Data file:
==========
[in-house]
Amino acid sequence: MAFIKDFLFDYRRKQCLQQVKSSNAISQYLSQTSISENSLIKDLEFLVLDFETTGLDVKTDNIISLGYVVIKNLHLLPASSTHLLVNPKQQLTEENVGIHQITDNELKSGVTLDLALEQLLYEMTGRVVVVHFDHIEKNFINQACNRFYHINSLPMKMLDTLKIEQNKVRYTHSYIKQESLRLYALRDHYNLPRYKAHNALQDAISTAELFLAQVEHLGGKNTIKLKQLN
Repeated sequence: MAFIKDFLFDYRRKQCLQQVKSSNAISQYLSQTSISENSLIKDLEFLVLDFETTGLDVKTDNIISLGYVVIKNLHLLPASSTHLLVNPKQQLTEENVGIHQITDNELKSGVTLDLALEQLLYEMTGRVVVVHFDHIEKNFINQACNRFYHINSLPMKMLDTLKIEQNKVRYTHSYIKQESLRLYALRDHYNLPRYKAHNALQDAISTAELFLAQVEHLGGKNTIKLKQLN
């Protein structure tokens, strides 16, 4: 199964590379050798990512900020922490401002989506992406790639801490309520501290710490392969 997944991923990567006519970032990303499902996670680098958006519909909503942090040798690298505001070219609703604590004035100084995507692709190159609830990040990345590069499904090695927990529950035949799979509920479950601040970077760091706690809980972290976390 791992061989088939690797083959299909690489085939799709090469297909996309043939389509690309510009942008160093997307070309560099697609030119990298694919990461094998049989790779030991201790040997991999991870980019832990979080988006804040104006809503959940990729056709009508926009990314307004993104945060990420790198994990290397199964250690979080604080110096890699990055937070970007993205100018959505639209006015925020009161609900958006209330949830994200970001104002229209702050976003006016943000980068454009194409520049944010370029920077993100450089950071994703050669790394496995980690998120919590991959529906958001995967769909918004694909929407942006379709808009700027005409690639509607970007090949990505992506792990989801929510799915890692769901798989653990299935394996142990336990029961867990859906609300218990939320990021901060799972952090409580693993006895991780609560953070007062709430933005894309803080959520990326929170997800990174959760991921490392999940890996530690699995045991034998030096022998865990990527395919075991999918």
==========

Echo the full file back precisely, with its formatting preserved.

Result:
[in-house]
Amino acid sequence: MAFIKDFLFDYRRKQCLQQVKSSNAISQYLSQTSISENSLIKDLEFLVLDFETTGLDVKTDNIISLGYVVIKNLHLLPASSTHLLVNPKQQLTEENVGIHQITDNELKSGVTLDLALEQLLYEMTGRVVVVHFDHIEKNFINQACNRFYHINSLPMKMLDTLKIEQNKVRYTHSYIKQESLRLYALRDHYNLPRYKAHNALQDAISTAELFLAQVEHLGGKNTIKLKQLN
Repeated sequence: MAFIKDFLFDYRRKQCLQQVKSSNAISQYLSQTSISENSLIKDLEFLVLDFETTGLDVKTDNIISLGYVVIKNLHLLPASSTHLLVNPKQQLTEENVGIHQITDNELKSGVTLDLALEQLLYEMTGRVVVVHFDHIEKNFINQACNRFYHINSLPMKMLDTLKIEQNKVRYTHSYIKQESLRLYALRDHYNLPRYKAHNALQDAISTAELFLAQVEHLGGKNTIKLKQLN
């Protein structure tokens, strides 16, 4: 199964590379050798990512900020922490401002989506992406790639801490309520501290710490392969 997944991923990567006519970032990303499902996670680098958006519909909503942090040798690298505001070219609703604590004035100084995507692709190159609830990040990345590069499904090695927990529950035949799979509920479950601040970077760091706690809980972290976390 791992061989088939690797083959299909690489085939799709090469297909996309043939389509690309510009942008160093997307070309560099697609030119990298694919990461094998049989790779030991201790040997991999991870980019832990979080988006804040104006809503959940990729056709009508926009990314307004993104945060990420790198994990290397199964250690979080604080110096890699990055937070970007993205100018959505639209006015925020009161609900958006209330949830994200970001104002229209702050976003006016943000980068454009194409520049944010370029920077993100450089950071994703050669790394496995980690998120919590991959529906958001995967769909918004694909929407942006379709808009700027005409690639509607970007090949990505992506792990989801929510799915890692769901798989653990299935394996142990336990029961867990859906609300218990939320990021901060799972952090409580693993006895991780609560953070007062709430933005894309803080959520990326929170997800990174959760991921490392999940890996530690699995045991034998030096022998865990990527395919075991999918």